A Case for Accessibility in Web Design

Nov 06, 2015   |   Clock Icon 8 min read
In the words of Anne Gibson, contributing author to A List Apart, “We need to recognize that it is none of our business why our audience is using the web the way they’re using it.” Our job as developers and designers is to ensure that all people can use our sites.
Close up of team members having a meeting

“Cyber space, after all, is the public square of the 21st century.”

-Hillary Clinton

This quote from former Secretary of State Hillary Clinton is becoming more relevant every day in most 21st century societies. In a time when Internet access is viewed as a basic human right, why isn’t accessibility in web design something we talk about more seriously? Anyone who designs, builds or manages a website has the responsibility to recognize that people experience and interact with the web in different ways. We have a responsibility to create websites that reflect that.

In the words of Anne Gibson, contributing author to A List Apart, “We need to recognize that it is none of our business why our audience is using the web the way they’re using it.”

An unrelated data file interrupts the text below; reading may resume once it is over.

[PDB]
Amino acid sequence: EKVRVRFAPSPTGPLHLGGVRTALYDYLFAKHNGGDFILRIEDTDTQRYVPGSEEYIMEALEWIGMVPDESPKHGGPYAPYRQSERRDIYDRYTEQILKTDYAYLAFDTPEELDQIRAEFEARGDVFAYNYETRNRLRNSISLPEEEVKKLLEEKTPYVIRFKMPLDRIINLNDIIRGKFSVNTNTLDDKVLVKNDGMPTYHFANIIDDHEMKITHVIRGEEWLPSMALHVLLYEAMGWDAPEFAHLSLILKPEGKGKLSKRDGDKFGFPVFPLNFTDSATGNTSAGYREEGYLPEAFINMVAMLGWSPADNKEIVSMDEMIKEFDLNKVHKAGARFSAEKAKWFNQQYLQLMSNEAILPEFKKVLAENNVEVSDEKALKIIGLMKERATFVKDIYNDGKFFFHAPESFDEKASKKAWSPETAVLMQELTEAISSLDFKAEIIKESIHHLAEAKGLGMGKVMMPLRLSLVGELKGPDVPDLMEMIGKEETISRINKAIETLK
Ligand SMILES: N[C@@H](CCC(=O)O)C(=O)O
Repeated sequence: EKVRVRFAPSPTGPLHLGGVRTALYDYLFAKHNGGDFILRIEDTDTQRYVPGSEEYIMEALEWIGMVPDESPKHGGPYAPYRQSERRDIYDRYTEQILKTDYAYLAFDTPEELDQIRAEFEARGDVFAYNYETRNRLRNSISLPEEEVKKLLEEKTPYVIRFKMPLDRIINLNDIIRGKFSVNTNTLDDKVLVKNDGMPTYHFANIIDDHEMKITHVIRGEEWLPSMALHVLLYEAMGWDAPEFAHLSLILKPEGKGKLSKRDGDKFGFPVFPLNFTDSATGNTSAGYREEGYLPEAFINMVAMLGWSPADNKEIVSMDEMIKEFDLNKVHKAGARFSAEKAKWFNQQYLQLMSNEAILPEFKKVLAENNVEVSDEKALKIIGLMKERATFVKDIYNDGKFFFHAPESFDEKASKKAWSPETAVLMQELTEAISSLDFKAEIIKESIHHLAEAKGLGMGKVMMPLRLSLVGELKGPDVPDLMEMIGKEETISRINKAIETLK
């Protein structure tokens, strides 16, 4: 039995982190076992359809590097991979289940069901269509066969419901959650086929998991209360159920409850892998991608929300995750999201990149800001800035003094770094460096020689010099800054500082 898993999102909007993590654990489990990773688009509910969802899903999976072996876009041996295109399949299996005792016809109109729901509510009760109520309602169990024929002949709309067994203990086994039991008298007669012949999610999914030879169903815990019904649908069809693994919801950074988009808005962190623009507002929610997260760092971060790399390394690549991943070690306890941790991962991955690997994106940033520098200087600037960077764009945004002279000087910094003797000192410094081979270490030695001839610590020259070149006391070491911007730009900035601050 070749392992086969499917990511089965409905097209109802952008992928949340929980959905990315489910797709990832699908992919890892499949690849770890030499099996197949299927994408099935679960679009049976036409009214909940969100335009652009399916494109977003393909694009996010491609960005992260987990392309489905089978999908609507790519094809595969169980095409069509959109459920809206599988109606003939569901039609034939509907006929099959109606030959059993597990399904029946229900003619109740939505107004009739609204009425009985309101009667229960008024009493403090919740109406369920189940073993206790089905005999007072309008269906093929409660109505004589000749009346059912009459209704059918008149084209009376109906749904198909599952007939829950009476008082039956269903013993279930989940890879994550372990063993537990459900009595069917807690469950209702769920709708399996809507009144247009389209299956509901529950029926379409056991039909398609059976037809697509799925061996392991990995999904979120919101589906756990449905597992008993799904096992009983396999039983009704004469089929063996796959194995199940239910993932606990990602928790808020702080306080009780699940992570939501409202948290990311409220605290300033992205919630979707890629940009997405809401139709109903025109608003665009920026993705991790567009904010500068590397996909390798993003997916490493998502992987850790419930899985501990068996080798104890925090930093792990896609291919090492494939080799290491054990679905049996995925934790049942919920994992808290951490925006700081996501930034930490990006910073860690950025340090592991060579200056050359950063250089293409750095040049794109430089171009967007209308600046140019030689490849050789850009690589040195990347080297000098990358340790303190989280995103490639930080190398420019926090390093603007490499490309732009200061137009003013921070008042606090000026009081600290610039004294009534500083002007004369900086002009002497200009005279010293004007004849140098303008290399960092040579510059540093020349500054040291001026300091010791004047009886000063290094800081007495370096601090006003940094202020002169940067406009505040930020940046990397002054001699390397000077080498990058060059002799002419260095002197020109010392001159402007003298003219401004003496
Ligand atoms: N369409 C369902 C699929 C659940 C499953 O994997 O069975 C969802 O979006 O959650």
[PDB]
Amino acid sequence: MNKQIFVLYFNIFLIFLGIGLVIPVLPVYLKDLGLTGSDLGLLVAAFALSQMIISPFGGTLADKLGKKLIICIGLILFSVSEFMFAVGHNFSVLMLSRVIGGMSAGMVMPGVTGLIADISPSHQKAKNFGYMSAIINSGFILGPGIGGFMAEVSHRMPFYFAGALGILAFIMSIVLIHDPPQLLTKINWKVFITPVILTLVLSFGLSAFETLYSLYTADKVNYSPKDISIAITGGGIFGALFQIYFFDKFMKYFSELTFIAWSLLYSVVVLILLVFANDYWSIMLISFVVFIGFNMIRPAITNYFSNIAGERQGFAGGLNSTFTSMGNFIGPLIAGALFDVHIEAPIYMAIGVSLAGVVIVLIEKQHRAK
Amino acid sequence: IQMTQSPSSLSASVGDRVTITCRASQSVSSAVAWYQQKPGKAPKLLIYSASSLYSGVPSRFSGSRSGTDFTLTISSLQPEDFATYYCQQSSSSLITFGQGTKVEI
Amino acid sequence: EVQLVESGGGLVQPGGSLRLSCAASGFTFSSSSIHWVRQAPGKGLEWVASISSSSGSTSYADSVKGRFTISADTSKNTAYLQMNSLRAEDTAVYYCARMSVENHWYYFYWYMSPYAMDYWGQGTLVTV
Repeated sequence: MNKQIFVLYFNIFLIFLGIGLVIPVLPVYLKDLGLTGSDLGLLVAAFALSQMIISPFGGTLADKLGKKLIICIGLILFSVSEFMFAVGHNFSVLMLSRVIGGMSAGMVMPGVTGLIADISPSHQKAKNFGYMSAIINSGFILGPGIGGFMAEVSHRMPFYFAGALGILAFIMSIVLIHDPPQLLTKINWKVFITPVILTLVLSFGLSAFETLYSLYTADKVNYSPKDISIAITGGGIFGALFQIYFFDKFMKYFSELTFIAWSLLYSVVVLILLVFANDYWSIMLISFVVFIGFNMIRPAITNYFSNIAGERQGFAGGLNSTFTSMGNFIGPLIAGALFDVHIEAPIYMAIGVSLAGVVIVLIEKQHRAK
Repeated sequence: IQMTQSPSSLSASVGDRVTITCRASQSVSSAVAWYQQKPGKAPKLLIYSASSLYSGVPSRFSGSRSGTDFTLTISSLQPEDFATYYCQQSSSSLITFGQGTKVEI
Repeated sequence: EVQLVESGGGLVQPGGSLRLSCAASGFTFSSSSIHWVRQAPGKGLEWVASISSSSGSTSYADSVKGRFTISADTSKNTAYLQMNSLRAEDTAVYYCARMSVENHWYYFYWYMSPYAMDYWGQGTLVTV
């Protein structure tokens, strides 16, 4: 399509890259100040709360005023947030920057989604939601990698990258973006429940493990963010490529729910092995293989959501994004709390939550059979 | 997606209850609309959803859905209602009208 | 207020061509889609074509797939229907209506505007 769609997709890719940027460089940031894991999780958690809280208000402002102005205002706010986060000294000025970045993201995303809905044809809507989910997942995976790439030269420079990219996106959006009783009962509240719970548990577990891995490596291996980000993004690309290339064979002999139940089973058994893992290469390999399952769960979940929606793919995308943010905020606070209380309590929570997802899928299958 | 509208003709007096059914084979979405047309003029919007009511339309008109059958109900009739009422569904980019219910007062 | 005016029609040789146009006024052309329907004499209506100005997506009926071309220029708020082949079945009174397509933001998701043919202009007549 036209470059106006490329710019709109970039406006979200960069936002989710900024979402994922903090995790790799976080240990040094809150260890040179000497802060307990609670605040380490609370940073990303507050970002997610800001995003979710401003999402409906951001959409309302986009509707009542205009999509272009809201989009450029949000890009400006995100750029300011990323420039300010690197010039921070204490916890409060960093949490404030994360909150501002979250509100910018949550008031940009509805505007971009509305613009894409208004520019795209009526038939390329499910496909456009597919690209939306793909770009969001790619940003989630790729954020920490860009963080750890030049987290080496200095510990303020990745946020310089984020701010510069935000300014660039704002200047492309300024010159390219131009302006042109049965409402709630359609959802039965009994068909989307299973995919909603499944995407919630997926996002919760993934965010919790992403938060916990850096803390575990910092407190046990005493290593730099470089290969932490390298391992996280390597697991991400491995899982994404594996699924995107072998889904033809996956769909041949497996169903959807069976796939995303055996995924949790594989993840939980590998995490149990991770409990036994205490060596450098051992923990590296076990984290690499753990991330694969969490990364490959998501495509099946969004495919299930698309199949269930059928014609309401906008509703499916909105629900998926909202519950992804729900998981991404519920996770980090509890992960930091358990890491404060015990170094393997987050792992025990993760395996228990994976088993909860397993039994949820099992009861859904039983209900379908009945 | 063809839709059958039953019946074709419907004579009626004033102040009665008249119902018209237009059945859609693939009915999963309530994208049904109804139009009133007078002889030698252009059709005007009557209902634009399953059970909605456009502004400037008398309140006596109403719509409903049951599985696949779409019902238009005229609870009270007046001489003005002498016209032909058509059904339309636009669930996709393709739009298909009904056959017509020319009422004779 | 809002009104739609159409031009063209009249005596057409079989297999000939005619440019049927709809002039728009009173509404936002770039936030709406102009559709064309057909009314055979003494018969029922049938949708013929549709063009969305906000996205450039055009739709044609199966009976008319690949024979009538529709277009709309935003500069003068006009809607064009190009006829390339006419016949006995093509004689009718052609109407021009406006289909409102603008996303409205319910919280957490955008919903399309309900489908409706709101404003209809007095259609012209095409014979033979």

There is a misconception that accessibility can be treated as an afterthought: "My website works for me; now I’ll make it accessible to users who are different from me." This attitude is unfortunately common and undoubtedly stems from the way that web officials define Accessibility. The World Wide Web Consortium’s Web Accessibility Initiative, a group that develops guidelines for creating accessible websites, states, “Web Accessibility means that people with disabilities can use the Web.” In Gibson’s article, Reframing Accessibility for the Web, she responds to this definition: “This is wrong. Web Accessibility means that people can use the web. Not ‘people with disabilities.’ Not ‘blind people and deaf people.’ Not ‘people who have cognitive disabilities’ or ‘men who are color blind’ or ‘people with motor disabilities.’ People. People who are using the web. People who are using what you are building.”

While this post is not about attacking the way some people view Web accessibility, it is important when thinking and talking about accessibility to keep inclusivity at the forefront of your mind. There are some easy ways to help your users have more meaningful and less frustrating interactions with your site and other web content.

Note: This is by no means a comprehensive list of all of the different ways people use the web, but it is a good place to start in terms of thinking about your website’s accessibility.

Users Who Are Deaf and Hard-of-Hearing

My “adorable niece Kate” (that’s how she signed off on her most recent email to me), is hard-of-hearing. She can hear a bit with the assistance of hearing aids, but without them, her hearing is almost completely non-existent.